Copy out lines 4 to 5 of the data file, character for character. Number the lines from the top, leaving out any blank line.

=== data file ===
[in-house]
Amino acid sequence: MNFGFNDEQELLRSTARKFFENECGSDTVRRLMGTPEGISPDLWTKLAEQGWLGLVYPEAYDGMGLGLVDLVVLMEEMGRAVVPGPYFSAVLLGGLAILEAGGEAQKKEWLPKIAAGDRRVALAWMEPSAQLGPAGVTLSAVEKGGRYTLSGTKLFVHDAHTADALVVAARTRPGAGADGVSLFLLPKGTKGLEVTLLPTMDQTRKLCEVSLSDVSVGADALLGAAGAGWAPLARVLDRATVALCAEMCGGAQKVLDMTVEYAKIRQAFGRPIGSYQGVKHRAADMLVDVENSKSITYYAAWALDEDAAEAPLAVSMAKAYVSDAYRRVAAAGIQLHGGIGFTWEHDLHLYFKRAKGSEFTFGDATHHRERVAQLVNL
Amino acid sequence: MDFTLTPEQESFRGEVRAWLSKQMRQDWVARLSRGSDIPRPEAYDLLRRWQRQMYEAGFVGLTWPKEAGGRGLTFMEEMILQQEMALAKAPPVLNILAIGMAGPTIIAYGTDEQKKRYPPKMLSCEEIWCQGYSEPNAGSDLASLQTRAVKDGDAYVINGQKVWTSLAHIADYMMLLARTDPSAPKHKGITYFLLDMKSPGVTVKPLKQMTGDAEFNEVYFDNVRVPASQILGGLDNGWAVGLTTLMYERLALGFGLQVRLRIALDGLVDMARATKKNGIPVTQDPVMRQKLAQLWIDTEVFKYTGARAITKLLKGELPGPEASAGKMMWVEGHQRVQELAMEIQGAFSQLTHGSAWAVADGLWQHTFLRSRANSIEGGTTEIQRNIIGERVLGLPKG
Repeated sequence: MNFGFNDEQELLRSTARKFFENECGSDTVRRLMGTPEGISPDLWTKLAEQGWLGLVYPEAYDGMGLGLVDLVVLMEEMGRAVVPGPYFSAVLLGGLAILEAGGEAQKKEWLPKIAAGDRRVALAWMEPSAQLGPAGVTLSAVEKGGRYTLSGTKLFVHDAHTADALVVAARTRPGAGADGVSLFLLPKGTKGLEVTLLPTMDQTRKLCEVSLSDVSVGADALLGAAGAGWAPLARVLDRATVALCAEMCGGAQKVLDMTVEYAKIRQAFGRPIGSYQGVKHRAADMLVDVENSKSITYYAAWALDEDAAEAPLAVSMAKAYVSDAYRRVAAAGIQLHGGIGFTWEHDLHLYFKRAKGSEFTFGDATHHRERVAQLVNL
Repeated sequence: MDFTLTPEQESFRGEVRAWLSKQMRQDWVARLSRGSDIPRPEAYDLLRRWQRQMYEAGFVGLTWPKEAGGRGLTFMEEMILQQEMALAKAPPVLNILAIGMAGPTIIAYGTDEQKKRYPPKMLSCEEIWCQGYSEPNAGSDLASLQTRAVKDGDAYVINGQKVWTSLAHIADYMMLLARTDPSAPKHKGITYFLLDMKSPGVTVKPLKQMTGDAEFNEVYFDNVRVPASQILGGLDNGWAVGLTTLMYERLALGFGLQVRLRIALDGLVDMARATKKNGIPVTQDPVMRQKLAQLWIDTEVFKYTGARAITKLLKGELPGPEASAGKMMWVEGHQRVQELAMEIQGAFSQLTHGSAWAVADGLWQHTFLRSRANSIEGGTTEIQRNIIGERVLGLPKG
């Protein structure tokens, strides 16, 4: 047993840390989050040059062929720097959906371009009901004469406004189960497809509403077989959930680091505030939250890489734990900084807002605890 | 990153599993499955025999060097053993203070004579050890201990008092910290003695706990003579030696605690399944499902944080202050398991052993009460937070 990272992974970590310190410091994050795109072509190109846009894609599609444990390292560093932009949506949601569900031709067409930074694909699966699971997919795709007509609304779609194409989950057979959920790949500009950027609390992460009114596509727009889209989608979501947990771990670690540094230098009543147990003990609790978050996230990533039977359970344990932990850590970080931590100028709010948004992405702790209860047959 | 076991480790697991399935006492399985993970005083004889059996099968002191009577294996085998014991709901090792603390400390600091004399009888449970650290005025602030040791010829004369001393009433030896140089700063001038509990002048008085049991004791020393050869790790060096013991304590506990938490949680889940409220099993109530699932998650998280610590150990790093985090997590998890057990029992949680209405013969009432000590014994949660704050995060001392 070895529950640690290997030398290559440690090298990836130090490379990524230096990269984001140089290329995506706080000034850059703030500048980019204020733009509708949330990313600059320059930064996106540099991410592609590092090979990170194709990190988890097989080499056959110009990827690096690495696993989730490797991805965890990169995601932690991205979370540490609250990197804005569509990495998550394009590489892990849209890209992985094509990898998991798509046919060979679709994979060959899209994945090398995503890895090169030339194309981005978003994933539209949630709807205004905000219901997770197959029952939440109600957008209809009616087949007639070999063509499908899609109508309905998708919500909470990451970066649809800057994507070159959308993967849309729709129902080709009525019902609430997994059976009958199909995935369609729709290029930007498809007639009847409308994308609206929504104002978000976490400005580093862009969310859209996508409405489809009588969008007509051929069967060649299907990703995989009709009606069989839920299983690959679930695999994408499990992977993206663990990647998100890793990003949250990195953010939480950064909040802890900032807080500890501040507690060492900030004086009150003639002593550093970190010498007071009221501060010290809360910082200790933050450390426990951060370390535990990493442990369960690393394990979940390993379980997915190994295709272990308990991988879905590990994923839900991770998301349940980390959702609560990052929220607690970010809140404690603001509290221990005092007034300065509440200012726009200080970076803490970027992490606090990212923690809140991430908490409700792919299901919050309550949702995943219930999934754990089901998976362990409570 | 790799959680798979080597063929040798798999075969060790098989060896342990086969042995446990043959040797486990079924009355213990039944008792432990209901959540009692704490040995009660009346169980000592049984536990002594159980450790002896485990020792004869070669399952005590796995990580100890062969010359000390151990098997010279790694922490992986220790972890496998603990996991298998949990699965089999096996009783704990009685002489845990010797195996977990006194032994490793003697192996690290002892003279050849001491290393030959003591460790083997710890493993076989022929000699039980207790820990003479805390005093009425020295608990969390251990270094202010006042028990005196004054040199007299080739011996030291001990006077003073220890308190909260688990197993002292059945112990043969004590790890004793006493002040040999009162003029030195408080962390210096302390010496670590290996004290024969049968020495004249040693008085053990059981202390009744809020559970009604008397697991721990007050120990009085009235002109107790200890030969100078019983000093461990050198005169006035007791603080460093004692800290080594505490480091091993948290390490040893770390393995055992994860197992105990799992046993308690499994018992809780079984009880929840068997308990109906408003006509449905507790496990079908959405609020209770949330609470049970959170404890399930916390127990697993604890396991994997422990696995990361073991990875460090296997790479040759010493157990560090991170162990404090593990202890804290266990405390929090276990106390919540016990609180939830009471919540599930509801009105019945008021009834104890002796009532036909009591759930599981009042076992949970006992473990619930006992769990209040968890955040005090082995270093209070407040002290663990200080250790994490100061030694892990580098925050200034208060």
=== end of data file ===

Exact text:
Repeated sequence: MNFGFNDEQELLRSTARKFFENECGSDTVRRLMGTPEGISPDLWTKLAEQGWLGLVYPEAYDGMGLGLVDLVVLMEEMGRAVVPGPYFSAVLLGGLAILEAGGEAQKKEWLPKIAAGDRRVALAWMEPSAQLGPAGVTLSAVEKGGRYTLSGTKLFVHDAHTADALVVAARTRPGAGADGVSLFLLPKGTKGLEVTLLPTMDQTRKLCEVSLSDVSVGADALLGAAGAGWAPLARVLDRATVALCAEMCGGAQKVLDMTVEYAKIRQAFGRPIGSYQGVKHRAADMLVDVENSKSITYYAAWALDEDAAEAPLAVSMAKAYVSDAYRRVAAAGIQLHGGIGFTWEHDLHLYFKRAKGSEFTFGDATHHRERVAQLVNL
Repeated sequence: MDFTLTPEQESFRGEVRAWLSKQMRQDWVARLSRGSDIPRPEAYDLLRRWQRQMYEAGFVGLTWPKEAGGRGLTFMEEMILQQEMALAKAPPVLNILAIGMAGPTIIAYGTDEQKKRYPPKMLSCEEIWCQGYSEPNAGSDLASLQTRAVKDGDAYVINGQKVWTSLAHIADYMMLLARTDPSAPKHKGITYFLLDMKSPGVTVKPLKQMTGDAEFNEVYFDNVRVPASQILGGLDNGWAVGLTTLMYERLALGFGLQVRLRIALDGLVDMARATKKNGIPVTQDPVMRQKLAQLWIDTEVFKYTGARAITKLLKGELPGPEASAGKMMWVEGHQRVQELAMEIQGAFSQLTHGSAWAVADGLWQHTFLRSRANSIEGGTTEIQRNIIGERVLGLPKG